GONZALO FONSECA
b. 1922, Montevideo, Uruguay
d. 1997, Seravezza, Italy

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“His work reveals that not only by manifesting the meaning one gives to the present can one make the past speak”

—Kosme de Barañano

Gonzalo Fonseca - Pendulum
Gonzalo Fonseca - Pendulum

1976 - Carved Stone 47 x 47.8 x 19.8 cm - 18 1/2 x 18 4/5 x 7 4/5 inches

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Gonzalo Fonseca - House of the Painted Shadows
Gonzalo Fonseca - House of the Painted Shadows

1982 - Carved limestone 44.5 x 26.7 x 17.8 cm - 17 1/2 x 10 1/2 x 7 inches

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Gonzalo Fonseca - Pendulum
Gonzalo Fonseca - Pendulum

1976 - Carved Stone 47 x 47.8 x 19.8 cm - 18 1/2 x 18 4/5 x 7 4/5 inches

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For more information please contact the gallery
info@leontovargallery.com

Throughout the 20th century, Gonzalo Fonseca’s work ignited the imagination of his viewers and emphasized the relationship between history, memory, and the present. While being raised in Uruguay, Fonseca and his family frequently traveled to Europe where he was initially exposed to European art and architecture, specifically those from antiquity. These encounters in his youth instigated a deep passion for built environments and human civilization, which he would explore time and time again through his works.[1] His large-scale sculptures brought his viewers a sense of nostalgia and familiarity while asking them to ponder the true difference between reality and fantasy. These sculptures created other worlds that were reminiscent of our ancient pasts but entirely new in their own manifestations. Creating intimate moments with the viewers and presenting works in a grandeur fashion put Fonseca into a league of his own.[2] These recurrent themes ultimately earned Fonseca critical attention, being dubbed the “Maker of Magic” by Grace Glueck in 1970[3], as well as being known by his contemporaries as a master of life.

 

After studying architecture at the University of Montevideo for 3 years, Fonseca left to join the painting studio of modernist Joaquín Torres-García and his students during the 1940s.[4] Here, Fonseca practiced painting under professional instruction for the first time. While studying under Torres-García, Fonseca’s interest in geometry peaked and serves as Torres-García’s largest influence on him. The two artists became close and their friendship lasted until Torres-García’s death in 1949. After leaving Torres-Garcia’s studio, Fonseca traveled extensively throughout Egypt, the Middle East, and took residence in Paris, Rome, and Madrid.[5] While travelling, Fonseca explored ideas of regional identity and place. He thought to be truly cosmopolitan, or universal, one must act more as a resident than as a patriot. Fonseca deeply considered this concept and began to view nationalistic identities as restrictive and oftentimes, perpetuated false stereotypes.[6] While in Europe, Fonseca traded painting for sculpture, hoping to fully develop his artistic style. Through his sculptures, he aimed not to attract viewers to a landscape but to embed the landscape within them.[7]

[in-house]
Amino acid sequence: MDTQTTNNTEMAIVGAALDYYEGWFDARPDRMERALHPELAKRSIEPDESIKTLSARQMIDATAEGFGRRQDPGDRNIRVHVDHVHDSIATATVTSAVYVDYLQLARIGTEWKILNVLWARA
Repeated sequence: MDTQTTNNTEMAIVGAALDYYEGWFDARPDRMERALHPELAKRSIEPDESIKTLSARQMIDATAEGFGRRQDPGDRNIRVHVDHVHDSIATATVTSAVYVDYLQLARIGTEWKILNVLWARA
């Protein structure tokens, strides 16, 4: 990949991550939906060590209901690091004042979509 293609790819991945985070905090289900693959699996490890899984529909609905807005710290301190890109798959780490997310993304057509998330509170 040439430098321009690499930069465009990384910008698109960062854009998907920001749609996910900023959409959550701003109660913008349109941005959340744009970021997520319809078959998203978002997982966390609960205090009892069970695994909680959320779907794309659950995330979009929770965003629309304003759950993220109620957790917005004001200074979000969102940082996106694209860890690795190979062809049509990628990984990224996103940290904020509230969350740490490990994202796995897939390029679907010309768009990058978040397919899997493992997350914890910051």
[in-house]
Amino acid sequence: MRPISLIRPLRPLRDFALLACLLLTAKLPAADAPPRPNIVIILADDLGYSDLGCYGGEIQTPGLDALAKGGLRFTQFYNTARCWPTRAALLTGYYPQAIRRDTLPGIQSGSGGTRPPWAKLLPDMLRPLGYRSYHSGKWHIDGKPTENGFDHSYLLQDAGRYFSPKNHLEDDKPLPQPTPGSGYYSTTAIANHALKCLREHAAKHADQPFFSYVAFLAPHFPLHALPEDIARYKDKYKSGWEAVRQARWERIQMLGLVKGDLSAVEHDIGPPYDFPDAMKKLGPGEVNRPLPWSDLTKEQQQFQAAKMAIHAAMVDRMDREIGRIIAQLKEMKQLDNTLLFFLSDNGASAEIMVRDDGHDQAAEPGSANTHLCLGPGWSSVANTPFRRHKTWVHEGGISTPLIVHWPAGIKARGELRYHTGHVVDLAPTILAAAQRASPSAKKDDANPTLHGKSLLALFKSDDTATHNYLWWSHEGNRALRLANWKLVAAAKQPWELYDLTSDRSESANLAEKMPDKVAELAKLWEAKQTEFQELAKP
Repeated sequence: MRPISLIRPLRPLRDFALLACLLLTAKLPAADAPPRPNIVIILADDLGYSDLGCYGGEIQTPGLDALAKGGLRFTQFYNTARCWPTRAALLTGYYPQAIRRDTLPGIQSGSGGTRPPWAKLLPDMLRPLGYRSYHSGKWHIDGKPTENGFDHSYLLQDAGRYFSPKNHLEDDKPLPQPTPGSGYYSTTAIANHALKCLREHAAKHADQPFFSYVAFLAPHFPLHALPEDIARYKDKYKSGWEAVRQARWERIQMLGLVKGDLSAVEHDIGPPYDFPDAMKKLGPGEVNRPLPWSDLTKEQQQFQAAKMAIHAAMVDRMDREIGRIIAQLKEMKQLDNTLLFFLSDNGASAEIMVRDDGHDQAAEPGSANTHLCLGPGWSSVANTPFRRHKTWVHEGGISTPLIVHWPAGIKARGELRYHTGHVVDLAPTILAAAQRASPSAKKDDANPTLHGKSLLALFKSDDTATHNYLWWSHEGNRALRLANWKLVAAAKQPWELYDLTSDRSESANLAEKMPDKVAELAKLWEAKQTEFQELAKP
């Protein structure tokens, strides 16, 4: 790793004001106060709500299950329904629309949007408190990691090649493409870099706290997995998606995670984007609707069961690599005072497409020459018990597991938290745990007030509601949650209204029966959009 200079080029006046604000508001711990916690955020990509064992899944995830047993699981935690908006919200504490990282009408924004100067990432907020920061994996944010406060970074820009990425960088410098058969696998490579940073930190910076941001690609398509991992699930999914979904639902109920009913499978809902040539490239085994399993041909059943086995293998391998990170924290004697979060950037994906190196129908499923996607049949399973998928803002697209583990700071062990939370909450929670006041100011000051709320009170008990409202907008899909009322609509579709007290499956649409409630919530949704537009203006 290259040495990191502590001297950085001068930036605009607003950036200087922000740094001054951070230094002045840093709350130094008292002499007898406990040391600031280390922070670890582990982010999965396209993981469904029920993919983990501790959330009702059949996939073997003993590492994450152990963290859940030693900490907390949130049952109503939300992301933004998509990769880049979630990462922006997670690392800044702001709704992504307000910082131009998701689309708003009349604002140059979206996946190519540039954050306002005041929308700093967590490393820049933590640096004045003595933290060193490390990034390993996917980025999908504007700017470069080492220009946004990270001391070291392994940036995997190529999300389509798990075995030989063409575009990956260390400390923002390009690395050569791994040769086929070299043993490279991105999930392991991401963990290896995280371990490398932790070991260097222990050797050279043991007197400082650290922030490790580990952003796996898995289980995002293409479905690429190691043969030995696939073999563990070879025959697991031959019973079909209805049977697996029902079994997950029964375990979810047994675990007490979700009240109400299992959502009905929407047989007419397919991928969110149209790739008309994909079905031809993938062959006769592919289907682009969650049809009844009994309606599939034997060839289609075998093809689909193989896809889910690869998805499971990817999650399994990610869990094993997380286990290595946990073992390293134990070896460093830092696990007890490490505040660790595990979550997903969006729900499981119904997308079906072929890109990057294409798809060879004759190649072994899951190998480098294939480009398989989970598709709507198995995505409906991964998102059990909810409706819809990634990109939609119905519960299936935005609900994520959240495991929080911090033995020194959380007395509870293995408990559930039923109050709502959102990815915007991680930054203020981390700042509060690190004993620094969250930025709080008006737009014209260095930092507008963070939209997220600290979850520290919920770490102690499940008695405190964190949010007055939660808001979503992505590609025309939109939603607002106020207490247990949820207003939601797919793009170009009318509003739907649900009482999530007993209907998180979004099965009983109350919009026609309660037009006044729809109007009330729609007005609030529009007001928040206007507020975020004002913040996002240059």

In 1958, Fonseca moved to New York City and from that point on, split his time between there and Italy.[8]

A lifelong scholar, Fonseca took pride in being well-read. He prioritized learning as much as possible about humans, civilization, and history always searching for a universal truth to be expressed through his art. He became fluent in 8 languages and provided illustrations for authors such as Jorge Luis Borges, Rainer Maria Rilke, and Michel de Montaigne.[9] His works have been shown in institutions all over the world including the Jewish Museum in New York, The Portland Museum, MoMA, Museo Bellas Artes (Caracas), and the Gallery San Marco (Rome, Italy). In 1990, Fonseca represented Uruguay in the 44th Venice Biennale and was honored with a retrospective by the Noguchi Museum in 2017. 

 

Fonseca’s works can be found amongst a number of institutional collections including: Jack Blanton Museum (University of Texas), Museo de Bellas Artes (Caracas), Solomon R. Guggenheim Museum (New York), The Brooklyn Museum of Art, Portland Art Museum, Museo Municipale (Italy), Museum of Fine Arts (Houston), and the Instituto Valenciano de Arte Moderno (Valencia, Spain).[10] 

 

[1] Dakin Hart, Gonzalo Fonseca: At Scale and Gonzalo Fonseca: Four Sculptures, exh. brochures for The Sculpture of Gonzalo Fonseca (New York, NY: The Noguchi Museum), 59.

[2] Fonseca, Gonzalo, Angel Kalenberg, and Jonathan Sinclair Wilson. 1990. Gonzalo Fonseca. [Montevideo]: Ministerio de Educación y Cultura, Museo Nacional de Artes Plásticas y Visuales, 166.

[3] Ibid, 164.

[4] Dakin Hart, Gonzalo Fonseca: At Scale and Gonzalo Fonseca: Four Sculptures, exh. brochures for The Sculpture of Gonzalo Fonseca (New York, NY: The Noguchi Museum), 59.

[5] “Gonzalo Fonseca: Biography,” Gonzalo Fonseca, 2017, accessed October 11, 2019, https://www.gonzalofonseca.com/biography.

[6] Fonseca, Gonzalo, Angel Kalenberg, and Jonathan Sinclair Wilson. 1990. Gonzalo Fonseca. [Montevideo]: Ministerio de Educación y Cultura, Museo Nacional de Artes Plásticas y Visuales, 165.

[7] Ibid, 166.

[8] Dakin Hart, Gonzalo Fonseca: At Scale and Gonzalo Fonseca: Four Sculptures, exh. brochures for The Sculpture of Gonzalo Fonseca (New York, NY: The Noguchi Museum), 59.

[9] “Gonzalo Fonseca: Biography,” Gonzalo Fonseca, 2017, accessed October 11, 2019, https://www.gonzalofonseca.com/biography

[10] “Gonzalo Fonseca: Exhibitions,” Gonzalo Fonseca, 2017, accessed October 11, 2019, https://www.gonzalofonseca.com/exhibitions-1